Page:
Is the Force Touch trackpad a force to be reckoned with? It’s a pretty simple answer; yes. The regular trackpad on the Mac is one of the best on a portable computer and the added pressure-sensitive features in the Force Touch trackpad simply add to the overall experience.
Will you use all of the features? Like most Apple products, probably not, but a few that I personally already use is the ability to create contacts or calendar events by force touching relevant content, the ability to show all windows from an app on the dock and the ability to preview web links in Safari. Although some of the Force features were present in previous versions of OS X, using the trackpad means you no longer need to remember the relevant keyboard shortcut and is just a much simpler implementation.
By far the biggest issue for me is the hardware, or lack of it. Macbook Air users will certainly find the dearth of ports easy to adjust to but as a Macbook Pro user, dropping from a plethora of ports – MagSafe, USB, microSD card, HDMI and micro DisplayPort – to a single USB Type-C port is definitely a large adjustment.
Without doubt, if you’re after a portable replacement for the Macbook Pro with Retina but often connect peripherals to your Macbook, the 12-inch isn’t for you. With a single USB Type-C port – which is also used for charging the Macbook – you’ll almost certainly be buying Apple’s $79 adapter, which allows you to charge and connect a regular USB and HDMI port at the same time.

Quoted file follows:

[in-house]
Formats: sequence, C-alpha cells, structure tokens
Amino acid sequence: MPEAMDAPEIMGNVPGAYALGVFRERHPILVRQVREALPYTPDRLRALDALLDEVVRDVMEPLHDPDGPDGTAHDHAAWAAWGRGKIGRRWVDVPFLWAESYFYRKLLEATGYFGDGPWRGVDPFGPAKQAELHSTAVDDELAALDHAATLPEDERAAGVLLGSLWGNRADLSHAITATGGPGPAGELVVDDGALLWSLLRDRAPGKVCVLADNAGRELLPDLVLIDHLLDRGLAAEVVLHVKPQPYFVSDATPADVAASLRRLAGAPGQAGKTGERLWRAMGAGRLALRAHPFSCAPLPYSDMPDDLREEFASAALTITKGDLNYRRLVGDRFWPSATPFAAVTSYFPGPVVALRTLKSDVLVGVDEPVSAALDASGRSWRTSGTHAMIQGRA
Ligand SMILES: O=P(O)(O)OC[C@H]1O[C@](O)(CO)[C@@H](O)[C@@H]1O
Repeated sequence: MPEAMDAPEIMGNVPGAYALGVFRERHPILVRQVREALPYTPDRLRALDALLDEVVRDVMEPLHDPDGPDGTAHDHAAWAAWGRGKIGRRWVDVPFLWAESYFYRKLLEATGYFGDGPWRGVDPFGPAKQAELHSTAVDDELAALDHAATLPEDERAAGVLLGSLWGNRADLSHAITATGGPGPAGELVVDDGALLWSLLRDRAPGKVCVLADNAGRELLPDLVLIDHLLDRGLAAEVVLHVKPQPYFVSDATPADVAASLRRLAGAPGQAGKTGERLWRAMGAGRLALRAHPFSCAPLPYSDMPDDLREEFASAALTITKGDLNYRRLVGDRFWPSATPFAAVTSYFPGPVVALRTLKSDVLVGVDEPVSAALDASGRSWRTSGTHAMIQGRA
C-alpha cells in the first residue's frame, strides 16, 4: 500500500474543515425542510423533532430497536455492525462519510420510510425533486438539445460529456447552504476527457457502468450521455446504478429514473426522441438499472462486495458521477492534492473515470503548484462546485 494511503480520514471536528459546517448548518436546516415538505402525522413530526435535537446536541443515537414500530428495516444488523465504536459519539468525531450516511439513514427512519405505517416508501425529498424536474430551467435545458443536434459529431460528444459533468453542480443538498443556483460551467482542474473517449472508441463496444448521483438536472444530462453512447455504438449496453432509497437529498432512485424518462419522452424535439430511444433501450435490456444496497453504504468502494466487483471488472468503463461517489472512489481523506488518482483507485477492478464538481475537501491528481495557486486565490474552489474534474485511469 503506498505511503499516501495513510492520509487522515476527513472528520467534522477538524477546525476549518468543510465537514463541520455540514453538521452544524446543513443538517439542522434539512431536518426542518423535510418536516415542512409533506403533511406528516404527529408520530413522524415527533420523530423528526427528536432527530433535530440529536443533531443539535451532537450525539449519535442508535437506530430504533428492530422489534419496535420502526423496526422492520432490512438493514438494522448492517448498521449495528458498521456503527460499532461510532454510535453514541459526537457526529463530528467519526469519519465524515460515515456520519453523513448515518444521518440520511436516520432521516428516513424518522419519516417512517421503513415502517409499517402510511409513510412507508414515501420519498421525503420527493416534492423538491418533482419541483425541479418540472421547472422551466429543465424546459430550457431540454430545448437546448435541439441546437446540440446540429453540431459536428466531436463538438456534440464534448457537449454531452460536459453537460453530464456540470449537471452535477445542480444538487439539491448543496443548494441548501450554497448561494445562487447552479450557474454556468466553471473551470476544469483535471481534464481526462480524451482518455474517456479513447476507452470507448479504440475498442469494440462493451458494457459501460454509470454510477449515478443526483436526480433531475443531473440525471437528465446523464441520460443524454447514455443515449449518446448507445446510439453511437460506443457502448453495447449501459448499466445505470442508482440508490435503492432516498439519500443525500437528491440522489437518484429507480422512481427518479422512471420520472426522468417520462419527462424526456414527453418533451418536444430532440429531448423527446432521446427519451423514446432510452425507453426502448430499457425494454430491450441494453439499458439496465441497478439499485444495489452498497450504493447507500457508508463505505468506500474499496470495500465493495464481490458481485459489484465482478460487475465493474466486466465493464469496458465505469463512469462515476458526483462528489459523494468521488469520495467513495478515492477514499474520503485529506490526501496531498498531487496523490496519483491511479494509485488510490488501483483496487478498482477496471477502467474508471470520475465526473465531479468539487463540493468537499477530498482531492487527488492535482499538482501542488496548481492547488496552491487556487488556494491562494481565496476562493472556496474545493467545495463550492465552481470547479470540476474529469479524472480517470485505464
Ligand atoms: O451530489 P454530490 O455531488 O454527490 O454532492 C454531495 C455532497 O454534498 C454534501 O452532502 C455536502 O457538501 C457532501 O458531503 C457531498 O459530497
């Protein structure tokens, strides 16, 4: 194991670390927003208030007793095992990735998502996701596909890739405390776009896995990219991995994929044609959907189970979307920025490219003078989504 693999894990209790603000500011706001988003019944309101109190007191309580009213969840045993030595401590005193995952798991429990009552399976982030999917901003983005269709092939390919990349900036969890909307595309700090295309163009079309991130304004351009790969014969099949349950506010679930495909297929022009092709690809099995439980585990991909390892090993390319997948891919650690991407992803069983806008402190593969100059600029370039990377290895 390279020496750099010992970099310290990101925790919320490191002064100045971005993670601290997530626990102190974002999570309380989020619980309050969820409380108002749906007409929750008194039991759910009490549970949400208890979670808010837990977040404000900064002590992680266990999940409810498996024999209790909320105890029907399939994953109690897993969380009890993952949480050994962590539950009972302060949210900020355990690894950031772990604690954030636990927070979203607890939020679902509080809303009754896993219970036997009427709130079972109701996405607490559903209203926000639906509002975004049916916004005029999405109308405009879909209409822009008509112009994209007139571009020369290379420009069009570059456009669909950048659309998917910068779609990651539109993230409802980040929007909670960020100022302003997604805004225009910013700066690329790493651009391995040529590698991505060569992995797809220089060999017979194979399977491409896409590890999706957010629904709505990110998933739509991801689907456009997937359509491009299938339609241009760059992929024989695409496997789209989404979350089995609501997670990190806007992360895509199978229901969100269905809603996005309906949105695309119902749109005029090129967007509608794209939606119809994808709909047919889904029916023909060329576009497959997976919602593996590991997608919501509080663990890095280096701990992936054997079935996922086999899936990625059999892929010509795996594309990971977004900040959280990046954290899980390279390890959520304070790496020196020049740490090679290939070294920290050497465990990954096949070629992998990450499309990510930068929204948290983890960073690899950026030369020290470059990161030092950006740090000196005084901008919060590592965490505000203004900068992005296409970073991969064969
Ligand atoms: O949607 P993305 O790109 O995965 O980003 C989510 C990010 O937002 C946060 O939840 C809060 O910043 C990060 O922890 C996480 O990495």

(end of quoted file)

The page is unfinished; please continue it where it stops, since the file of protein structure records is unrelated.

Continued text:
Apple’s accessory is definitely lacking but a potential solution is Huawei’s MateDock, designed for the MateBook, which works in the same way. Although it’s not confirmed to work fully with the Macbook – we’re in the middle of testing this at the moment – it is a very credible alternative to Apple’s measly adapter.
The MateDock, pictured above and below, connects via a single USB-C cable and offers two USB 3.0 ports, Ethernet, HDMI and VGA ports along with pass-through USB-C so you can charge your laptop at the same time. It’s not as sleek as the Macbook but is made from brushed aluminium and comes with a nifty carrying case as well. At a cost of $89, it’s an absolute steal compared to the cost of Apple’s adapter.
As it stands, the Macbook also offers a 3.5mm headphone jack alongside the single USB-C port and I’m honestly hoping the rumoured larger 13 and 15-inch models of the Macbook will offer at least a secondary USB Type-C port. If you do have a compatible accessory, it’s less bothersome but will still be a major adjustment if you’re a Macbook user.
Macbook 12 – Final Thoughts
With the 12-inch Macbook, Apple has set out to deliver a compromise between the two and it somewhat achieves this.
Like many other Macbook Pro users, there’s always been a need to have a more portable device with the familiarity of the Mac ecosystem and the 12-inch Macbook provides this by addressing some of the forthcomings of the Macbook Air. Yet, there’s plenty of compromises in the Macbook and plenty of testing still to do on the battery life, display, performance and hardware.
Is the Macbook 12 the perfect compromise? This remains to be seen but one thing is clear; after years of mostly the same Air and Pro releases, the 12-inch Macbook with Retina Display is exciting and, even if it’s only for travel and light work, this is a form factor that we can expect to be around for years to come.